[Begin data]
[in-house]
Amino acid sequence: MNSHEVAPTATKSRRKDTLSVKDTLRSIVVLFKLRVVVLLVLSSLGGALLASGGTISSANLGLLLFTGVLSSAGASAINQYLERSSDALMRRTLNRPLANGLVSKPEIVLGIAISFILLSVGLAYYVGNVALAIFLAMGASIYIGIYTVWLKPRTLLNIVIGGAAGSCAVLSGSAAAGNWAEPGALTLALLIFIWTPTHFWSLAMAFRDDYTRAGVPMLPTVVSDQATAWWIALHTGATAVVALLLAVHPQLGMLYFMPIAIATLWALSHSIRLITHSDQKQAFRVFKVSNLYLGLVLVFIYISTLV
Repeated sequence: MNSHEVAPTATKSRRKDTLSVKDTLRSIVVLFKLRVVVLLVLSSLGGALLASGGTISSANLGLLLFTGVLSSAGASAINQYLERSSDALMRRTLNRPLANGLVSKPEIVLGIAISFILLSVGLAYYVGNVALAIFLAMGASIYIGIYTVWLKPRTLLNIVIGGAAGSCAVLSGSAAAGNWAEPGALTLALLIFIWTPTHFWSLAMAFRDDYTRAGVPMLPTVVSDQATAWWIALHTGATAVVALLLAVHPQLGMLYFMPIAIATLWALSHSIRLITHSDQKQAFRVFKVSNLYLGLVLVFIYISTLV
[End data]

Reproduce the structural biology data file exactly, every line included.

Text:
[in-house]
Amino acid sequence: MNSHEVAPTATKSRRKDTLSVKDTLRSIVVLFKLRVVVLLVLSSLGGALLASGGTISSANLGLLLFTGVLSSAGASAINQYLERSSDALMRRTLNRPLANGLVSKPEIVLGIAISFILLSVGLAYYVGNVALAIFLAMGASIYIGIYTVWLKPRTLLNIVIGGAAGSCAVLSGSAAAGNWAEPGALTLALLIFIWTPTHFWSLAMAFRDDYTRAGVPMLPTVVSDQATAWWIALHTGATAVVALLLAVHPQLGMLYFMPIAIATLWALSHSIRLITHSDQKQAFRVFKVSNLYLGLVLVFIYISTLV
Repeated sequence: MNSHEVAPTATKSRRKDTLSVKDTLRSIVVLFKLRVVVLLVLSSLGGALLASGGTISSANLGLLLFTGVLSSAGASAINQYLERSSDALMRRTLNRPLANGLVSKPEIVLGIAISFILLSVGLAYYVGNVALAIFLAMGASIYIGIYTVWLKPRTLLNIVIGGAAGSCAVLSGSAAAGNWAEPGALTLALLIFIWTPTHFWSLAMAFRDDYTRAGVPMLPTVVSDQATAWWIALHTGATAVVALLLAVHPQLGMLYFMPIAIATLWALSHSIRLITHSDQKQAFRVFKVSNLYLGLVLVFIYISTLV